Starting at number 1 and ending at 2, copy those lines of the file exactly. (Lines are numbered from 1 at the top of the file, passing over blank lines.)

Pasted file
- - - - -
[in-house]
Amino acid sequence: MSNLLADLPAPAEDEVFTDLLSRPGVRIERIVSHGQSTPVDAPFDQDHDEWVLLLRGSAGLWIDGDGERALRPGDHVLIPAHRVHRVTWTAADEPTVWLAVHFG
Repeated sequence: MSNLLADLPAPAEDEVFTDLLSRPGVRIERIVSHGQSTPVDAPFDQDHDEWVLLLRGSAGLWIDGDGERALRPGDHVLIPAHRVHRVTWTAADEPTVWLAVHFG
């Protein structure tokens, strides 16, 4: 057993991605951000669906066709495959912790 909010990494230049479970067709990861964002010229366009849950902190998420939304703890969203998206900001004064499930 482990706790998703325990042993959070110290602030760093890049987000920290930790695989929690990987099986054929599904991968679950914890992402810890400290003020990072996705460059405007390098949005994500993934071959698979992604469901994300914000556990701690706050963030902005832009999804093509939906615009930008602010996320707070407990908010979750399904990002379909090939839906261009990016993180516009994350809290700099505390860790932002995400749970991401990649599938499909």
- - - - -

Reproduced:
[in-house]
Amino acid sequence: MSNLLADLPAPAEDEVFTDLLSRPGVRIERIVSHGQSTPVDAPFDQDHDEWVLLLRGSAGLWIDGDGERALRPGDHVLIPAHRVHRVTWTAADEPTVWLAVHFG